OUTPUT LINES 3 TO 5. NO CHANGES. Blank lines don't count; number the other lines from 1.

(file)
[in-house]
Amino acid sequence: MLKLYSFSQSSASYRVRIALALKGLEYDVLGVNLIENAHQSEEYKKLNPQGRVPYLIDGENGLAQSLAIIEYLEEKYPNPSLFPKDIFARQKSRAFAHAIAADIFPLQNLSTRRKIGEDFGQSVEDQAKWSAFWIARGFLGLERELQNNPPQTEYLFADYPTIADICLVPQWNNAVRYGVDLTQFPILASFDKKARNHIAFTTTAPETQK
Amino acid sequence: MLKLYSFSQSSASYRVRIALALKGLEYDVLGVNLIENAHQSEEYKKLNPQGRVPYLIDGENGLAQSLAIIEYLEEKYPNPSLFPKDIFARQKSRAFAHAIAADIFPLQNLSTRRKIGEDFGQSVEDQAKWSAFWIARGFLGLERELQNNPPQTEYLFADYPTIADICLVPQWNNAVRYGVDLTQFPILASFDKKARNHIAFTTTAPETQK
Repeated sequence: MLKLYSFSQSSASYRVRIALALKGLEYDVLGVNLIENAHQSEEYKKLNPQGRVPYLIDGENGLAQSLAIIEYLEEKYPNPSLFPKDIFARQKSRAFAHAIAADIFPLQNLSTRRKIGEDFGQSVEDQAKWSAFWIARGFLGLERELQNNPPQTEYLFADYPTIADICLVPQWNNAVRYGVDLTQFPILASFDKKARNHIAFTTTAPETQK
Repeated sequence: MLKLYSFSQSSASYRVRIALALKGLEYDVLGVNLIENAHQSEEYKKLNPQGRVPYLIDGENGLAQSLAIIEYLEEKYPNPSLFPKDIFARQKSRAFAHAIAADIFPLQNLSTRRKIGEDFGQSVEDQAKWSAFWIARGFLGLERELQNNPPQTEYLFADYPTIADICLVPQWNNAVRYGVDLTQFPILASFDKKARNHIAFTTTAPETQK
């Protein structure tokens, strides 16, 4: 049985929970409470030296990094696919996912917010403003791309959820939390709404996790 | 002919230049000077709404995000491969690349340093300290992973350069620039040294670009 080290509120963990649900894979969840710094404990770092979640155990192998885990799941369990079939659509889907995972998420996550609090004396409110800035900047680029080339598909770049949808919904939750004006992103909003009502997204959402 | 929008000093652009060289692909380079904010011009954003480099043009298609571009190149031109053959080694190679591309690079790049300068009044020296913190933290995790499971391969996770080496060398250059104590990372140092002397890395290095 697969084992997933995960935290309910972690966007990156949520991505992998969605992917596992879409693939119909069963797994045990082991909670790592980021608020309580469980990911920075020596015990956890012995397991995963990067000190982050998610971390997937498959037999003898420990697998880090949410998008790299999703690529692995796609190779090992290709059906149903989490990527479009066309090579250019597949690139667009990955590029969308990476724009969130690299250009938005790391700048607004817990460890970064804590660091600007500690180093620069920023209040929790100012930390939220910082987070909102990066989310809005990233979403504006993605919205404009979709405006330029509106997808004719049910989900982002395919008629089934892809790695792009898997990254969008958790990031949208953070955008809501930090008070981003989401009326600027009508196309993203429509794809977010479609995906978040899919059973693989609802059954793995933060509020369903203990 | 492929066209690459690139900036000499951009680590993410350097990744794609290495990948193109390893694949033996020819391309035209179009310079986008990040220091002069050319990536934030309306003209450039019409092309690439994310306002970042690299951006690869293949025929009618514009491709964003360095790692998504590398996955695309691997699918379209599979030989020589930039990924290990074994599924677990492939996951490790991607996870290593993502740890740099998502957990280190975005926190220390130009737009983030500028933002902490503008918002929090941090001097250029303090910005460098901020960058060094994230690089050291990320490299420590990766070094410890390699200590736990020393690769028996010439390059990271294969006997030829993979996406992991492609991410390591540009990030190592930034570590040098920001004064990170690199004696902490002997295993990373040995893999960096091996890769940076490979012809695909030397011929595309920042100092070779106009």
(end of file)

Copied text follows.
Amino acid sequence: MLKLYSFSQSSASYRVRIALALKGLEYDVLGVNLIENAHQSEEYKKLNPQGRVPYLIDGENGLAQSLAIIEYLEEKYPNPSLFPKDIFARQKSRAFAHAIAADIFPLQNLSTRRKIGEDFGQSVEDQAKWSAFWIARGFLGLERELQNNPPQTEYLFADYPTIADICLVPQWNNAVRYGVDLTQFPILASFDKKARNHIAFTTTAPETQK
Repeated sequence: MLKLYSFSQSSASYRVRIALALKGLEYDVLGVNLIENAHQSEEYKKLNPQGRVPYLIDGENGLAQSLAIIEYLEEKYPNPSLFPKDIFARQKSRAFAHAIAADIFPLQNLSTRRKIGEDFGQSVEDQAKWSAFWIARGFLGLERELQNNPPQTEYLFADYPTIADICLVPQWNNAVRYGVDLTQFPILASFDKKARNHIAFTTTAPETQK
Repeated sequence: MLKLYSFSQSSASYRVRIALALKGLEYDVLGVNLIENAHQSEEYKKLNPQGRVPYLIDGENGLAQSLAIIEYLEEKYPNPSLFPKDIFARQKSRAFAHAIAADIFPLQNLSTRRKIGEDFGQSVEDQAKWSAFWIARGFLGLERELQNNPPQTEYLFADYPTIADICLVPQWNNAVRYGVDLTQFPILASFDKKARNHIAFTTTAPETQK